Duty of Care (NT)
Updated on Nov 01, 2023 • 5 min read • 374 views • Copy Link
Duty of Care (NT)
A duty of care is a common law obligation to take reasonable steps to avoid foreseeable harm to another person or their property. This principle was codified into law in the Northern Territory through the Personal Injuries (Liabilities and Damages) Act 2003. Establishing a duty of care is the essential first step in making a negligence claim. The next steps are to prove that the person breached their duty, and that the other person experienced harm as a result of the breach of duty.
When does a duty of care arise?
Northern Territory law recognises that certain relationships automatically create a duty of care. This usually occurs when one party must rely on another to ensure their well-being. As such, the courts have long recognised it to exist between:
- Doctor/hospital and patient;
- Solicitor and client;
- School and student;
- Employer and employee;
- Landlord and tenant;
- Occupier and visitors (except when the person enters the abode intending to commit an offence punishable by imprisonment);
- Government authorities and the public;
- Prison authority and prisoner;
- Manufacturer/service supplier and consumer; and
- Road user and fellow road user.
If a case involves one of the established categories of duty, there is a straightforward first step towards establishing negligence. However, when there is no established category of duty of care relationship, the Northern Territory courts must decide whether a duty of care exists. This assessment is largely done through analogy with an established category of duty.
What does the duty require?
A person with a duty of care must do what is reasonable. For instance, the landlord/occupier of a commercial premise open to the public has a duty of care to keep premises reasonably fit for purpose. However, the commercial landlord does not have to make the property perfectly safe at all times. In this way, it may not be a breach of duty of care if a slip hazard is left in a supermarket aisle for a few minutes, as long as the supermarket has a reasonable system to monitor hazards and address them quickly. However, it would likely be a breach of duty if a slip hazard is left for hours because the supermarket staff was too busy, or no one noticed the hazard.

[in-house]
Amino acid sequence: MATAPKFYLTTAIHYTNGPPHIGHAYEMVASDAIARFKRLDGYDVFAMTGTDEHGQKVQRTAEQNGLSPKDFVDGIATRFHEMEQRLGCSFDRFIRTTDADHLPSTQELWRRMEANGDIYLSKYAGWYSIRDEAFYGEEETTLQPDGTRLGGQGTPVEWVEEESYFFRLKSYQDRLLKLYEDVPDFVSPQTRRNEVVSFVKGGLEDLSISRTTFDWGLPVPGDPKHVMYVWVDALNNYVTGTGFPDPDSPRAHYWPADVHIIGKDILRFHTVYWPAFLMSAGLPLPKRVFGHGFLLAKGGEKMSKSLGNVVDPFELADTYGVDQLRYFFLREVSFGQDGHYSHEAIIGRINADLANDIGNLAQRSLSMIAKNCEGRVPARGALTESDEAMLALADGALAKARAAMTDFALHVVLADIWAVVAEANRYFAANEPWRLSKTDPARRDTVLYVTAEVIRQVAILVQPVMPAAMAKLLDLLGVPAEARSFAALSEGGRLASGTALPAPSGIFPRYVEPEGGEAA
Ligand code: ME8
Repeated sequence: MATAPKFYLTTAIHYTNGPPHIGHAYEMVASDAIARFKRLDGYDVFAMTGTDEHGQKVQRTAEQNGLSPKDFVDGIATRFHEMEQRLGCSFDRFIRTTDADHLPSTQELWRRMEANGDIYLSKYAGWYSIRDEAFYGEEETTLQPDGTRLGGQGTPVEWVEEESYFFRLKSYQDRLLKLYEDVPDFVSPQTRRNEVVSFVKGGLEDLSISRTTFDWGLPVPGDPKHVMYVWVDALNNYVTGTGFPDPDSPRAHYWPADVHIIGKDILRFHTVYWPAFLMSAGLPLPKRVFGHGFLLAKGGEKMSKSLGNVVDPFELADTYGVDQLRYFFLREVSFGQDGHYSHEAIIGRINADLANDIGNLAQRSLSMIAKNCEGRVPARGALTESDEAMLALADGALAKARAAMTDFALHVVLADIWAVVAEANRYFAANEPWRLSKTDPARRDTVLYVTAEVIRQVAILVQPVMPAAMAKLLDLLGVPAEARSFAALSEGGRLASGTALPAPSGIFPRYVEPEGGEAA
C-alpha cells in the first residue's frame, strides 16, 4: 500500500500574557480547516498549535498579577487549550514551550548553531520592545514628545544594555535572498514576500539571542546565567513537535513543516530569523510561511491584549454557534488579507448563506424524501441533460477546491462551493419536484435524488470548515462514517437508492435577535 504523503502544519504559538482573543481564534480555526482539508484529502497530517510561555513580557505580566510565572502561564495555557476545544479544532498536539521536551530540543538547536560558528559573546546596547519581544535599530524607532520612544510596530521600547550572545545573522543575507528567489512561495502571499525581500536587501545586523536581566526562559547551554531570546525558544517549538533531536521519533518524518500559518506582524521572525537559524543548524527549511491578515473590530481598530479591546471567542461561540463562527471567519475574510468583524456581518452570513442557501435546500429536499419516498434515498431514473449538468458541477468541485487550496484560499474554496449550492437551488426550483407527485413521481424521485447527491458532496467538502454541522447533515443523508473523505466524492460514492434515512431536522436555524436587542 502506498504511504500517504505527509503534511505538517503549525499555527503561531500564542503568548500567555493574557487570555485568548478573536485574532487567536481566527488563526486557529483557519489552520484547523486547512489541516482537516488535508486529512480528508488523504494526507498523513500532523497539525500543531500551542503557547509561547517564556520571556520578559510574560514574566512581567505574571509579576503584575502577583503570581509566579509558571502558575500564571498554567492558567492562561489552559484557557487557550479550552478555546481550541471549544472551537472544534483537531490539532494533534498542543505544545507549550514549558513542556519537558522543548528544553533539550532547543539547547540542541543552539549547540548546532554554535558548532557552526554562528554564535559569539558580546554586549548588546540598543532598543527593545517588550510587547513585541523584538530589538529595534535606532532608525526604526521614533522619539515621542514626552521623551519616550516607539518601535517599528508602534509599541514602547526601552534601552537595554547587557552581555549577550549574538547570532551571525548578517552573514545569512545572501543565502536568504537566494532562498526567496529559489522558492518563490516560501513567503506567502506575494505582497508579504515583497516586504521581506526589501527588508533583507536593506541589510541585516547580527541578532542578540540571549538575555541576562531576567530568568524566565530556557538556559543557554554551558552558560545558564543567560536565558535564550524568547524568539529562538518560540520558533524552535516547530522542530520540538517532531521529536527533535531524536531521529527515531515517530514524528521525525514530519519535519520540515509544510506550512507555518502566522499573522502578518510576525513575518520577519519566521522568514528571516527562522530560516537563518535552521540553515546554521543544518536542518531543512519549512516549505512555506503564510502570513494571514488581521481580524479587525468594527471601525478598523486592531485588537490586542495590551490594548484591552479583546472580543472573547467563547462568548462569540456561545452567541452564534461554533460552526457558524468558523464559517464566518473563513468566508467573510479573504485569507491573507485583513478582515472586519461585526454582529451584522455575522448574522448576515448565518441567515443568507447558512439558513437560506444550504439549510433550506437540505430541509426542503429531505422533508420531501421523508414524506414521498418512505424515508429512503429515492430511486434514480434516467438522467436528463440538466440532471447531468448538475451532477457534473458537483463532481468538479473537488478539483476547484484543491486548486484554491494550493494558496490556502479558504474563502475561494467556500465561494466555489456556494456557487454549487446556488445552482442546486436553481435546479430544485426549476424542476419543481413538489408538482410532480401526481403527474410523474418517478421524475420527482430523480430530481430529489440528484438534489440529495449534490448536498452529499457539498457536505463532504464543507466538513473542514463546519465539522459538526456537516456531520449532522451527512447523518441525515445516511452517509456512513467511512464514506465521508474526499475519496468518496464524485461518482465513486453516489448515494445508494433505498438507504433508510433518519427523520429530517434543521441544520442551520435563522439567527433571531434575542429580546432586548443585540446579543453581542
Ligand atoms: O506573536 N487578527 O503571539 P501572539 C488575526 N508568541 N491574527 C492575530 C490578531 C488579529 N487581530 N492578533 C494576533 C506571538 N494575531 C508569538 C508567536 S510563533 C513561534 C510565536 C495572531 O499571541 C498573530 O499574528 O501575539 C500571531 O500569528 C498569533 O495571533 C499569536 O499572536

The amount of duty of care that a person has towards another usually reflects the degree of risk. For instance, a visitor’s dependence on the staff of a theme park for their safety is nearly complete. Therefore, an operator of a theme park has a legal obligation to make appropriate repairs and maintain equipment to avoid accidents and injury.
Is the duty delegable?
Duty of care is non-delegable in some relationships, where liability cannot be avoided by transferring responsibility to a third party. This occurs when one party exercises a high degree of control over someone with a special dependence or vulnerability. This means that the entity with the duty cannot say that they relied upon their employees to discharge the duty and thereby avoid liability. For instance, a school has a great deal of control over vulnerable students, and it cannot simply delegate authority to its employees. The school discharges its duty of care not only by carefully selecting staff but also by continuing to supervise the operation of the school. A non-delegable duty of care has also been found to exist between employer and employee, and hospital and patient.
Immunity from duty of care
Conversely, Northern Territory law recognises that in some relationships, one party has immunity from the duty of care, even when there is a high degree of dependence. This might occur when the law wishes to encourage certain behaviour, even if it cannot be carried out without risk. For instance, in the Northern Territory, a person who provides emergency assistance does not owe a duty of care to the injured person as long as the Good Samaritan acts in good faith and without recklessness. Similarly, a volunteer doing community work or a person donating food has no personal civil liability when acting in good faith and not recklessly.
Breach of duty of care
A breach of a duty of care occurs when someone is injured or otherwise experiences harm because of the action or inaction of another person when the harm was reasonably foreseeable. The test for common law negligence is:
- Was there a duty of care owed in the circumstances?
- Was the duty breached because of an act or omission?
- Did the person suffer a loss or injury as a result?
- Was the loss or injury a reasonably foreseeable consequence?
A person who suffers injury or damage because someone breaches their duty of care can sue for damages, including:
- Compensation for pain and suffering and impaired enjoyment of life because of physical or psychological injury or both types of injury;
- Past and future lost earnings;
- Past and future medical treatment and care expenses;
- Past and future costs associated with voluntary and unpaid care (for example, when a family member gives up their time to provide assistance); and
- Past and future damages for lost ability to provide care to dependents (for example, when an injury prevents someone from caring for a dependant).
Go To Court Lawyers can help by evaluating whether you have a claim, assessing possible compensation, gathering evidence of a breach of duty of care, preparing your case and representing you during litigation. Please contact our team on 1300 636 846 for advice on the duty of care in the Northern Territory.
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